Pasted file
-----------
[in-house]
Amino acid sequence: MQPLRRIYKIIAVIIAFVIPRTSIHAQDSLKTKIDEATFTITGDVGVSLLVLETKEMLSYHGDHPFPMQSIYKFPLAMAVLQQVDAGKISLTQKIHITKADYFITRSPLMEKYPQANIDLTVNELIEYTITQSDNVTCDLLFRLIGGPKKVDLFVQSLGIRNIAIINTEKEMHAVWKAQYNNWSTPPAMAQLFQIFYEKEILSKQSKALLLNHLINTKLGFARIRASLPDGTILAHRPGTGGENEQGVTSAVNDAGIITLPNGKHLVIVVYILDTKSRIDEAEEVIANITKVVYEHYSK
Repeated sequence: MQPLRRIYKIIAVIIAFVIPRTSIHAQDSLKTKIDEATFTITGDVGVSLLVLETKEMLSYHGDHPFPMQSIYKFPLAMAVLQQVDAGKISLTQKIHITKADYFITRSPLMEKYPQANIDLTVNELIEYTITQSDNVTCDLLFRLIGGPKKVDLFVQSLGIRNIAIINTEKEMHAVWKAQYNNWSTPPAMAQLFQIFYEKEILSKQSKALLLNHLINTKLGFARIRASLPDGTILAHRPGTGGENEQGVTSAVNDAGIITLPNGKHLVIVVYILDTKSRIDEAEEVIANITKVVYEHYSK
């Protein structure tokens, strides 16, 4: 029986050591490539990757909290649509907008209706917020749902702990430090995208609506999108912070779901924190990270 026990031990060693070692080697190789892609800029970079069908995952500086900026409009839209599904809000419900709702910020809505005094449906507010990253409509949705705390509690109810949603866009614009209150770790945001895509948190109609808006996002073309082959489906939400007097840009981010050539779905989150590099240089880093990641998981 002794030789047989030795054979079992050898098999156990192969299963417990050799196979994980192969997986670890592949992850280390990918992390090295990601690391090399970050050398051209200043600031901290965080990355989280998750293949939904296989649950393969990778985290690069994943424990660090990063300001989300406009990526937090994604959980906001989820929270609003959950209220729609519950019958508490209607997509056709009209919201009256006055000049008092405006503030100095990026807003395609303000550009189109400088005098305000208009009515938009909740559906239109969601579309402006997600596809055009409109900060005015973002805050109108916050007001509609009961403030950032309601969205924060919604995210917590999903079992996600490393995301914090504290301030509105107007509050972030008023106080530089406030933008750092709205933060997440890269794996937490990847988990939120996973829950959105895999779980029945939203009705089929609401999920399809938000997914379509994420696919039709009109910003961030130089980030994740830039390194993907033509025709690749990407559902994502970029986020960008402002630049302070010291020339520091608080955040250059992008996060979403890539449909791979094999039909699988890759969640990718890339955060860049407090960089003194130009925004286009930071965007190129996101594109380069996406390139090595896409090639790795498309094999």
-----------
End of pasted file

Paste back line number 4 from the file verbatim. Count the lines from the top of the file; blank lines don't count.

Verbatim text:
């Protein structure tokens, strides 16, 4: 029986050591490539990757909290649509907008209706917020749902702990430090995208609506999108912070779901924190990270 026990031990060693070692080697190789892609800029970079069908995952500086900026409009839209599904809000419900709702910020809505005094449906507010990253409509949705705390509690109810949603866009614009209150770790945001895509948190109609808006996002073309082959489906939400007097840009981010050539779905989150590099240089880093990641998981 002794030789047989030795054979079992050898098999156990192969299963417990050799196979994980192969997986670890592949992850280390990918992390090295990601690391090399970050050398051209200043600031901290965080990355989280998750293949939904296989649950393969990778985290690069994943424990660090990063300001989300406009990526937090994604959980906001989820929270609003959950209220729609519950019958508490209607997509056709009209919201009256006055000049008092405006503030100095990026807003395609303000550009189109400088005098305000208009009515938009909740559906239109969601579309402006997600596809055009409109900060005015973002805050109108916050007001509609009961403030950032309601969205924060919604995210917590999903079992996600490393995301914090504290301030509105107007509050972030008023106080530089406030933008750092709205933060997440890269794996937490990847988990939120996973829950959105895999779980029945939203009705089929609401999920399809938000997914379509994420696919039709009109910003961030130089980030994740830039390194993907033509025709690749990407559902994502970029986020960008402002630049302070010291020339520091608080955040250059992008996060979403890539449909791979094999039909699988890759969640990718890339955060860049407090960089003194130009925004286009930071965007190129996101594109380069996406390139090595896409090639790795498309094999």